• 5,005 – Active single-family home listings on the market, nine percent more than January 2014.
  • 2,026 – Pending sales for single-family homes, four percent more than January 2014.
  • 2.2 – Months of inventory* of single-family homes, 0.2 months more than January 2014.
  • $479,859,289 – Total dollar volume of single-family properties sold, 27 percent more than January 2014.

Info and graph courtesy of:  Austin Board of REALTORS® (ABoR)

 

How To Set Up A Budget For Your Home Remodel

To calculate how much remodel you can afford, follow these four steps: Ballpark the cost, establish a spending limit, get quotes from contractors, and set your priorities.

budget-home-remodel-living-room_7a16baa8ce313cf6d95f31209b20f55c_vvytQAV_3x2_jpg_600x400_q85When it comes to home improvements, knowing what you want is the easy part. The tougher question is figuring out how much you can afford. Follow this four-step plan to arrive at the answer.

1.  Ballpark the costs. First, get a handle on how much your remodeling dreams will cost. In general, major upgrades, such as a bathroom remodel or a family-room addition, run $100 to $200 per square foot.

“Remodeling” magazine’s 2015 “Cost vs. Value Report” gives national averages for 36 common projects. You’ll find many of those project costs and other good info in our Cost vs. Value section.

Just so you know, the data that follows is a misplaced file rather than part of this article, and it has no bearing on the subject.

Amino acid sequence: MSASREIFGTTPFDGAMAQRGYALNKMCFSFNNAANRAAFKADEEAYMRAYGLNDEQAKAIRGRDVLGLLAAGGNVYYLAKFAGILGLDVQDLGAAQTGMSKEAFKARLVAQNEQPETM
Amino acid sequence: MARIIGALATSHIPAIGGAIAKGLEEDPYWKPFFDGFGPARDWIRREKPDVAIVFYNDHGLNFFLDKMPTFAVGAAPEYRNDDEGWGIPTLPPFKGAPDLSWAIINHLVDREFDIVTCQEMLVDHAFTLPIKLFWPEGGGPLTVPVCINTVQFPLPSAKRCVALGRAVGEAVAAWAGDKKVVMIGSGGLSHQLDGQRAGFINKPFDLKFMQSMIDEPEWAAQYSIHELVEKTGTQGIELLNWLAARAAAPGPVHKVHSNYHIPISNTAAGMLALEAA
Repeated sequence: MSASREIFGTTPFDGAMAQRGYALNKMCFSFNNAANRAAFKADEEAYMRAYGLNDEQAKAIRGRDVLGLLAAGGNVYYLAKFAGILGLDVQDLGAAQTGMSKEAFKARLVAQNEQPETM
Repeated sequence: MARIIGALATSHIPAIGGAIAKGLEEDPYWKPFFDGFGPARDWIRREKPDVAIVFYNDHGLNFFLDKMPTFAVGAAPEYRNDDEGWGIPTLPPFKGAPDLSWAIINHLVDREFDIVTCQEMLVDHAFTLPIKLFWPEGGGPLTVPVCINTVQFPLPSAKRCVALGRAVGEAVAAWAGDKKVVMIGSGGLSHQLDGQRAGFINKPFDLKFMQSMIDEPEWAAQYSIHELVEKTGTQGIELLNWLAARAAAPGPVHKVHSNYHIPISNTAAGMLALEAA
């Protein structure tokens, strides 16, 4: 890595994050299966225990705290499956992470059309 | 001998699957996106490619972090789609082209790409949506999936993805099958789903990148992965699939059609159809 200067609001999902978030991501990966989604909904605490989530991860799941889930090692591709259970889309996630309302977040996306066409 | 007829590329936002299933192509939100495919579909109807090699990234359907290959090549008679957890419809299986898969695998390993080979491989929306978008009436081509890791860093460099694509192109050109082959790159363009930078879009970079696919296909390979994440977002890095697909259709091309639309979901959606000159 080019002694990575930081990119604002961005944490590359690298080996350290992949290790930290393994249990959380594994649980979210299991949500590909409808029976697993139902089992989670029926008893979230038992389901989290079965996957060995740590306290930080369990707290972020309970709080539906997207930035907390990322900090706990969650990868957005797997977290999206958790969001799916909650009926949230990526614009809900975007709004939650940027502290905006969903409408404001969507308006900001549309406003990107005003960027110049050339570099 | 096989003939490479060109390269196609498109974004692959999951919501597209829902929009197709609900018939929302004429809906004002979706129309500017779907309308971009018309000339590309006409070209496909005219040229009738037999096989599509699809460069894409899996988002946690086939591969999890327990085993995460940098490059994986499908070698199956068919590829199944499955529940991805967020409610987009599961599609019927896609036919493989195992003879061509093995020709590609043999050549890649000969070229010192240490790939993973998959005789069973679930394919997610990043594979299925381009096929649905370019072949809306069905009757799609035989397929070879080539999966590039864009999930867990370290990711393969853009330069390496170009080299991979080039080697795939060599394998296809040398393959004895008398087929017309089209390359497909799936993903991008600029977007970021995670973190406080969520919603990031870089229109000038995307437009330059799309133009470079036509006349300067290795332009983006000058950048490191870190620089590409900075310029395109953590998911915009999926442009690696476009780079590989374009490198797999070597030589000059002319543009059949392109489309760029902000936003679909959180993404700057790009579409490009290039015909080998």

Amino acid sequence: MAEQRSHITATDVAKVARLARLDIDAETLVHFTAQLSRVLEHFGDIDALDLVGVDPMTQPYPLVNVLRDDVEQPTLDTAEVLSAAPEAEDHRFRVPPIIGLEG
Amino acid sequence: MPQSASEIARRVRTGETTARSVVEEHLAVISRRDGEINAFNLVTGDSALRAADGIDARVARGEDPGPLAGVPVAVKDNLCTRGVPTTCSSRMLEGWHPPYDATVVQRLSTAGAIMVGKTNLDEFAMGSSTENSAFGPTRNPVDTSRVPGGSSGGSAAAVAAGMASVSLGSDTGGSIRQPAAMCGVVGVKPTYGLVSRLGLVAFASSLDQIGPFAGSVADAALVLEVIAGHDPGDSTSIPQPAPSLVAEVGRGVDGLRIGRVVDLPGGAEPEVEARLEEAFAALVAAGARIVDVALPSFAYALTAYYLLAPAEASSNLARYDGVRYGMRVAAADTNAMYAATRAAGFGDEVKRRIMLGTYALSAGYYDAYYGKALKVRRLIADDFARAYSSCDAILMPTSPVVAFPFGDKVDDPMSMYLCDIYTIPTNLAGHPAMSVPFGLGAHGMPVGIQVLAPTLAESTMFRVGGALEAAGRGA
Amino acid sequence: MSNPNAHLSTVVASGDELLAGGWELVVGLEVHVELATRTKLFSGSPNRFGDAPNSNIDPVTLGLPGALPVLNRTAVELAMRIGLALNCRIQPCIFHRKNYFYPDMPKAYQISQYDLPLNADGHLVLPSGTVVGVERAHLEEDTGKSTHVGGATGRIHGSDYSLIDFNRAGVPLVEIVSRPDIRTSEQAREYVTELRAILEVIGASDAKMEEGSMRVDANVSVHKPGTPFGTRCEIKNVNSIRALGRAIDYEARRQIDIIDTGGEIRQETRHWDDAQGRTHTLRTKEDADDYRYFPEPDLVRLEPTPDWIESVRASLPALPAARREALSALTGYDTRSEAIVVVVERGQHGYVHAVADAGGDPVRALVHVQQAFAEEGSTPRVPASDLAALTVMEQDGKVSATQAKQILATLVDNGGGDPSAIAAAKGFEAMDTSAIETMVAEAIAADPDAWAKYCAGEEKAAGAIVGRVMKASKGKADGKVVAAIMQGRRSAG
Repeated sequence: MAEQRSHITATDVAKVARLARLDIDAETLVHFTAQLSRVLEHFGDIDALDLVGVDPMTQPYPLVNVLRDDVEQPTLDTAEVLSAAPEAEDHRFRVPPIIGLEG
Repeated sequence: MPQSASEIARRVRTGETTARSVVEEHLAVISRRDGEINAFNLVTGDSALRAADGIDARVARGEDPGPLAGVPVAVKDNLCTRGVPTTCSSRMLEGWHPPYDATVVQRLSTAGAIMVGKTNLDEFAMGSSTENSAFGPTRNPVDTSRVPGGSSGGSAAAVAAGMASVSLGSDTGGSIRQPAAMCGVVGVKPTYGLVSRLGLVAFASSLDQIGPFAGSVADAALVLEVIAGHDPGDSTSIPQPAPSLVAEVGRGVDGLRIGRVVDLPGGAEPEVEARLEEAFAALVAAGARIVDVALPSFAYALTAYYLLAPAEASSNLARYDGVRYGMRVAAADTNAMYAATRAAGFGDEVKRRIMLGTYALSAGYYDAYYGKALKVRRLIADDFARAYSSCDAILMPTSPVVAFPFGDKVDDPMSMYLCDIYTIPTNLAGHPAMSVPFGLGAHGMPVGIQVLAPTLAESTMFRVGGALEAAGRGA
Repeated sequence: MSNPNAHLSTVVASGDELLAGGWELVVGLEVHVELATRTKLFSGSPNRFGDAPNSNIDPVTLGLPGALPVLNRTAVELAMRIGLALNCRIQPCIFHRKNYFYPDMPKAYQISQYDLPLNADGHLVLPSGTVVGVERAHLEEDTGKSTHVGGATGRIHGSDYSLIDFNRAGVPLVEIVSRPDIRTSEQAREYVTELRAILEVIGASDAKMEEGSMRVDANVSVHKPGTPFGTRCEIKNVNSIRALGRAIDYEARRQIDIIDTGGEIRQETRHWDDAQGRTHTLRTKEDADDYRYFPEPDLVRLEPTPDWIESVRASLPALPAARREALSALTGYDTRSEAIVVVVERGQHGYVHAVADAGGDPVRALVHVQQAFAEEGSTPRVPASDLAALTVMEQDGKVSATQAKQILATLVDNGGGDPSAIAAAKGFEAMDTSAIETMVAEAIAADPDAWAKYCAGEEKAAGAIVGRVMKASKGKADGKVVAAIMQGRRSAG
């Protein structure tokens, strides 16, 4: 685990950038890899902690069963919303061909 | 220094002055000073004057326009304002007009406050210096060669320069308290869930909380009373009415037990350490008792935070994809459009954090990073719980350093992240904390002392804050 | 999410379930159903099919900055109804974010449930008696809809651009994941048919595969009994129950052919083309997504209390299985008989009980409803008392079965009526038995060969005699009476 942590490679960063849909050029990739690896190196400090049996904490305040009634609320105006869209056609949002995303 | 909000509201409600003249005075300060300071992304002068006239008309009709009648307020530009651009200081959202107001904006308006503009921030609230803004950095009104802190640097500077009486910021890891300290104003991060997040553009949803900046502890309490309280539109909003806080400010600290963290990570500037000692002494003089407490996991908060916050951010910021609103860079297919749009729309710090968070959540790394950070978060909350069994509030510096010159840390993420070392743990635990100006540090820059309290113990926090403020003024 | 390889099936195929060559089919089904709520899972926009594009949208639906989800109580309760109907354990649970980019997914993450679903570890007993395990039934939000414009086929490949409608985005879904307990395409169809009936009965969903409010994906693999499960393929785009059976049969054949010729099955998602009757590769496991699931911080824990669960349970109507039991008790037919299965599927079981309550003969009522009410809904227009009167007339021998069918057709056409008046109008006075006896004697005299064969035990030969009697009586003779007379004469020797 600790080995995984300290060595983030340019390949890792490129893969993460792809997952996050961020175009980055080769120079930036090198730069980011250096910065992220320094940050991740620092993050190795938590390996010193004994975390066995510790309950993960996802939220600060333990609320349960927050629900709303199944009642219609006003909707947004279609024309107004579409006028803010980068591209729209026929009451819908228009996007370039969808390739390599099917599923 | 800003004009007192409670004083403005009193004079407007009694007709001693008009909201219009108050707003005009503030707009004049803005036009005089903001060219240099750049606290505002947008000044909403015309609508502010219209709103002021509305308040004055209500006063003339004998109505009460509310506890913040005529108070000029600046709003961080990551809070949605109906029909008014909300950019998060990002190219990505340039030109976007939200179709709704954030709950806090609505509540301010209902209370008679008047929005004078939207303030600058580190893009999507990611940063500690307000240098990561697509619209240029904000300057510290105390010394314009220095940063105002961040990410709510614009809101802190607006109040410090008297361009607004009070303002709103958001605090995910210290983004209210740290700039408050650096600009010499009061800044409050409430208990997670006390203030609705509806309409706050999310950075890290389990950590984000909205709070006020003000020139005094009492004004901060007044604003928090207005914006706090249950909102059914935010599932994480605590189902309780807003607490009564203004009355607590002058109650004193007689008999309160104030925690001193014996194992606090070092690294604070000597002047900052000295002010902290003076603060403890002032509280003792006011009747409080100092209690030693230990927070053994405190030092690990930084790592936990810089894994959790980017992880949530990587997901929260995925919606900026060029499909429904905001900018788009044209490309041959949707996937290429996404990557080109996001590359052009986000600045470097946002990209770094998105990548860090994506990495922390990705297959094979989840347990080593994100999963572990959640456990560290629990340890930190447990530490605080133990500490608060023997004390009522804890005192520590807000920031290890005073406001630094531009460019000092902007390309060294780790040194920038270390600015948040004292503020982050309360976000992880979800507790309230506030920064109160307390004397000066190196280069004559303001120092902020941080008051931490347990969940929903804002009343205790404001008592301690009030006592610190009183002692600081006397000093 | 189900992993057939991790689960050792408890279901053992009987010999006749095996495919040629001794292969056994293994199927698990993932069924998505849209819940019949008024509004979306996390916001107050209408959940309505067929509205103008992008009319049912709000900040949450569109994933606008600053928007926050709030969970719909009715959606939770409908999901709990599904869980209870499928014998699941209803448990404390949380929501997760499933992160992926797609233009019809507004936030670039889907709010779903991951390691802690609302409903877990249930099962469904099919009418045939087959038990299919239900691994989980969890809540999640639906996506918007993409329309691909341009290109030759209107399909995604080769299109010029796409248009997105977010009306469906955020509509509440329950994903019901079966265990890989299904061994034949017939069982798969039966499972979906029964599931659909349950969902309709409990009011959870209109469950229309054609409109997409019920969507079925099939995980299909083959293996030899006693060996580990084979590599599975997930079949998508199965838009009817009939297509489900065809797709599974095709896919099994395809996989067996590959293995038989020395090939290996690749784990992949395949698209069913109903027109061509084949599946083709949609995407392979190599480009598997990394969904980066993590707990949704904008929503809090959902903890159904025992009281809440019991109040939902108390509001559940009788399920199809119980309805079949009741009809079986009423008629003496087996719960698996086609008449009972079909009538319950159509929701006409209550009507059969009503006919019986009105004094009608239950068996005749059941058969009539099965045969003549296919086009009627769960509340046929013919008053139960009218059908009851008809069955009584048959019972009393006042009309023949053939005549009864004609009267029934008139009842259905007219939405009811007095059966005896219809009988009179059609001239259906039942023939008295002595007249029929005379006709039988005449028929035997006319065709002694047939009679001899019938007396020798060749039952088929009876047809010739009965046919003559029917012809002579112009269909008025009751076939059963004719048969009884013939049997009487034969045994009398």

2.  Figure out how much you have to spend. Once you’ve zeroed in on a project, the next question is whether you have the money. If you’re paying cash, that’s easy to answer. But if you’re borrowing, you need to assess how much a bank will lend you and what that loan will add to your monthly expenses.

There are three basic types of loan options:

  • A cash-out refinance
  • A home equity loan
  • A home equity line of credit (HELOC)

For the vast majority of homeowners, the best way to borrow for a home improvement is a home equity line of credit. A HELOC is a loan that’s secured by your home equity, which means that it qualifies for a lower rate than other loan types, and you can deduct the interest on your taxes.

Because a HELOC is a line of credit rather than a lump-sum loan, it comes with a checkbook that you use to withdraw money as needed, up to the maximum amount of the loan.

For help shopping for a HELOC, download our free worksheet.

The catch is that the minimum payment on a HELOC is just that month’s interest; you’re not required to pay back any principal. Like only paying the minimum due on a credit card, that’s a recipe for getting stuck in debt.

Instead, establish your own repayment schedule. You can do this by paying 1/60th of the principal (for a five-year pay down) or 1/120th (for 10 years) in addition to the monthly interest. If you can’t afford that much, then you should reconsider your project.

Related: 6 Ways to Pay for a Remodel When You Can’t Tap Home Equity

3.  Get quotes from contractors. Before seeking bids, determine exactly what you want, right down to the kitchen countertop material and the type of faucet. By specifying these details up front, you ensure that prospective contractors are all pricing the same items.